Yet the price discrepancies between what Savers pays the charities and how much items earn on the sales floor are stark: A tie that Value Village might pay a nickel to buy from a charity sells for $4.99. A vintage women’s top that costs Value Village a dime sells for $9.99. A purse that Value Village gets for about a quarter retails for $12.99. A vase, which Value Village doesn’t pay anything for under the contracts InvestigateWest reviewed, goes on the sales floor for $14.99. Those figures, based on one typical contract and purchases made by InvestigateWest at a Seattle Value Village, vary from store to store and nonprofit to nonprofit, but across its operations, Savers’ business model is based on paying a few dimes per pound for clothing it sells at secondhand-retail prices — a considerable margin.
Charity watchers’ criticisms are muted by Savers’ practiced and ever-evolving marketing campaign, which has built a strong and loyal customer base with slogans like “Your donation of clothing and household goods just became funding for a local nonprofit.”
Calling itself “the thrift superstore with a community conscience,” Savers defends itself against supporters of nonprofit thrift store operators, stating that it offers medium-sized nonprofits a way to earn money even if they can’t open their own thrift stores, like behemoths of the industry, Goodwill and The Salvation Army. Indeed, some of Savers’ charity partners have done business with the chain for decades.
Savers spokeswoman Sara Gaugl told Washington State officials in a 2013 letter responding to a consumer’s complaint that the company pays nonprofits for all the items delivered, even though nearly three-quarters are not suitable for resale. The rest are “responsibly recycled,” she wrote. Much of that involves selling merchandise in developing countries.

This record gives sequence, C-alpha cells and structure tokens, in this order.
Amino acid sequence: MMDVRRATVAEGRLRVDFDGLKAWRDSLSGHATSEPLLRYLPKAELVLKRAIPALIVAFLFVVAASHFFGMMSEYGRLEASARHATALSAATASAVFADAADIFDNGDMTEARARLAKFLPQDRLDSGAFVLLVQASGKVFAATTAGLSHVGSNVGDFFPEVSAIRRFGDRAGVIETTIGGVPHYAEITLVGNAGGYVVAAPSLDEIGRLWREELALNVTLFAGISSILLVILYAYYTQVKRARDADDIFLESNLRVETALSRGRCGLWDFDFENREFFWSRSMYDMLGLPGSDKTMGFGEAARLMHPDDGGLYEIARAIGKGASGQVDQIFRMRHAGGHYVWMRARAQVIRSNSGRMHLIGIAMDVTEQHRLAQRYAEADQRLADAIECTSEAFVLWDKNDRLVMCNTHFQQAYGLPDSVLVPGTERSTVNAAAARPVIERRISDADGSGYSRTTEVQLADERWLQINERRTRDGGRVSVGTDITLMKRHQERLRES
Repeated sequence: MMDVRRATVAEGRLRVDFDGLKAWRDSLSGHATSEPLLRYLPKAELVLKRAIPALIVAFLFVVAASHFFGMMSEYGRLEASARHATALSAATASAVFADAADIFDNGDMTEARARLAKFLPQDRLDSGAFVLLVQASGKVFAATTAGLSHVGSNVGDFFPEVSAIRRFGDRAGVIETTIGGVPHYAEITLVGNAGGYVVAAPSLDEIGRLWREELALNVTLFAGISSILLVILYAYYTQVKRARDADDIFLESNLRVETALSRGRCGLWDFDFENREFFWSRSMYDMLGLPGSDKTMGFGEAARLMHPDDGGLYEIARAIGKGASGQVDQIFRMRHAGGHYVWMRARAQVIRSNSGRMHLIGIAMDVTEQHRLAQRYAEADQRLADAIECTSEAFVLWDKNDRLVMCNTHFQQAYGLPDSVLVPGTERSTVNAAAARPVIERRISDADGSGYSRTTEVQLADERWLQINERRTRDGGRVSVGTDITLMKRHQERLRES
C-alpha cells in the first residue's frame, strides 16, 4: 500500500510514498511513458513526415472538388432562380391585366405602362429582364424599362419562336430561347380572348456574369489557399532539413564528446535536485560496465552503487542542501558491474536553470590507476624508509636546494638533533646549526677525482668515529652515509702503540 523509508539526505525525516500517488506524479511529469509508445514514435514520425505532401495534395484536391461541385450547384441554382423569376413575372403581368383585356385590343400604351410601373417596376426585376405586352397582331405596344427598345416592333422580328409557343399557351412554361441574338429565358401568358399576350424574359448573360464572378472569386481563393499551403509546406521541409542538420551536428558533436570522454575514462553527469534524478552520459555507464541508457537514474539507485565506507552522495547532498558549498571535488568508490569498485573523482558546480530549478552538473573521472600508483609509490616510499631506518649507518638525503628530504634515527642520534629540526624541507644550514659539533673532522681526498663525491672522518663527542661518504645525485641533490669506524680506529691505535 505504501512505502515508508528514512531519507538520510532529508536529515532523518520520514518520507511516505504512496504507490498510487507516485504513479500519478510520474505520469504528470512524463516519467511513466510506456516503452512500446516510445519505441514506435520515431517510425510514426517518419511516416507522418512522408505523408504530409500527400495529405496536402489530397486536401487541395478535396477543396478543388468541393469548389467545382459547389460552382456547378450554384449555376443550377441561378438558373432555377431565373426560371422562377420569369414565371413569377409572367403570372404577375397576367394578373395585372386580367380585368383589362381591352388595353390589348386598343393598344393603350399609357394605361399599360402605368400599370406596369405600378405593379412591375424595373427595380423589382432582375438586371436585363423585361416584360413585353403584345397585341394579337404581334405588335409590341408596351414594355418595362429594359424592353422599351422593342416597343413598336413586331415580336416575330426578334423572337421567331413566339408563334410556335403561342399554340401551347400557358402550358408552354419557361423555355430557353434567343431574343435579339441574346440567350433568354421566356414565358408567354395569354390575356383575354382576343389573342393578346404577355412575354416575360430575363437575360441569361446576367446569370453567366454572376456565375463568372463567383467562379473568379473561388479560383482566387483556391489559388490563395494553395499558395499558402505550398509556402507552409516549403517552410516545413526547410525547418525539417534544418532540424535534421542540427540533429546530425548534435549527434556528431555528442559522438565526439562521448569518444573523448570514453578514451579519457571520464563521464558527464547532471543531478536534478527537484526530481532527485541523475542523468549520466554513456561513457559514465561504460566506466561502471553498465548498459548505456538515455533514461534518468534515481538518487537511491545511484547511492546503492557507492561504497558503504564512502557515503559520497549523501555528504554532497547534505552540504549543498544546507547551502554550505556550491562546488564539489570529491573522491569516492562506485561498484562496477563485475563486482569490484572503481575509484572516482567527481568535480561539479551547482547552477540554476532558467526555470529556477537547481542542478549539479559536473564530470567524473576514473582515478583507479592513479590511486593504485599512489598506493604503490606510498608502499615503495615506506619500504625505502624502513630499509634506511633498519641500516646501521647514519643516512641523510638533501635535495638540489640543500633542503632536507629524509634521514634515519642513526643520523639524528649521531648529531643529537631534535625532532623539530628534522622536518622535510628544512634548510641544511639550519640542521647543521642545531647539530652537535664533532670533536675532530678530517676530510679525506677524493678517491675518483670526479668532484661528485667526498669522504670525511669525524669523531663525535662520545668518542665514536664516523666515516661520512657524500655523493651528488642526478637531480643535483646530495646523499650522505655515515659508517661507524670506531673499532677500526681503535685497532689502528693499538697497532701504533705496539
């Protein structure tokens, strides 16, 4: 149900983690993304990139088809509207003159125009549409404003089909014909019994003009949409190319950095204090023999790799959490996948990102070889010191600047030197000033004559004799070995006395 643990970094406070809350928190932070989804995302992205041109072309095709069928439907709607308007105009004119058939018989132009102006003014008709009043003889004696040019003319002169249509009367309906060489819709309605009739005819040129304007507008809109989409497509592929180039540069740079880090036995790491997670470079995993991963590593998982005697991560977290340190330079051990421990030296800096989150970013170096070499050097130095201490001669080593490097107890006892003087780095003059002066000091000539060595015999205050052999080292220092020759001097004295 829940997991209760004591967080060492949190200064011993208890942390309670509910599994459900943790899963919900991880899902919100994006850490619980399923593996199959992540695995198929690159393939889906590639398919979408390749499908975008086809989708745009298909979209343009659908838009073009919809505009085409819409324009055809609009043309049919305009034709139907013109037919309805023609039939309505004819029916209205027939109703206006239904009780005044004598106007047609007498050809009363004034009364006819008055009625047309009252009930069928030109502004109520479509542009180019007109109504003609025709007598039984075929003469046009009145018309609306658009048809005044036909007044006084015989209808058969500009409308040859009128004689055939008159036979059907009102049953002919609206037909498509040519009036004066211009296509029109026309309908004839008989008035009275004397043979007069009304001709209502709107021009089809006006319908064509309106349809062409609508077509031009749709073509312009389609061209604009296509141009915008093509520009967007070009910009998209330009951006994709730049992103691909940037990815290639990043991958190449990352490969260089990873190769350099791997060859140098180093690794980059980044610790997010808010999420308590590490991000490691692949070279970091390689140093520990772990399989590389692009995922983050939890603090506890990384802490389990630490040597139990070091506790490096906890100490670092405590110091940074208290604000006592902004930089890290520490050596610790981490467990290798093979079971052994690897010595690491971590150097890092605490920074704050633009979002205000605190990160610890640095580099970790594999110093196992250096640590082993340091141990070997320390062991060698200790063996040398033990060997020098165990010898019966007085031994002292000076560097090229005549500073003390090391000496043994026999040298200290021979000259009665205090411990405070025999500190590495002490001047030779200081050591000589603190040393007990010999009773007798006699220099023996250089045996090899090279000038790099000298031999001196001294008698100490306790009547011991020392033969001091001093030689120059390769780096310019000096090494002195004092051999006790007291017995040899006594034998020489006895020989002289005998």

Gaugl’s letter came in response to a complaint filed with the Washington State Attorney General’s Office by a consumer upset at what she considered false and deceptive “fundraising representations.”
The consumer’s complaint cited numerous in-store fundraising appeals and asked why the company had not registered as a commercial fundraiser. “Inside the store, there are more signs, in addition to canned announcements every few minutes plus bookmarks scattered everywhere,” the consumer wrote. She also urged the state’s attorney general to undertake an investigation of Savers.
However, the state Attorney General’s Office, responded by passing the complaint on to Savers and closing the matter in March 2013.
Minnesota’s Attorney General took a different approach, prompted by “many complaints from consumers,” according to spokesman Ben Wogsland.
Following a year-long investigation, Minnesota Attorney General Lori Swanson sued Savers in May 2015, accusing the company of deceit by “convincing people to shop at Savers stores under the guise that Savers is or has the aura of a nonprofit or benevolent organization, such that their purchases will benefit a charity.”
“This masks Savers’ actual status as a for-profit entity that receives the lion’s share of the value of donations people make to benefit charitable organizations,” said the suit, which sought among other things to compel the company to be more forthcoming with consumers and donors. Also: “Examples abound of Savers’ attempts to blur its mission and identity with that of charities.”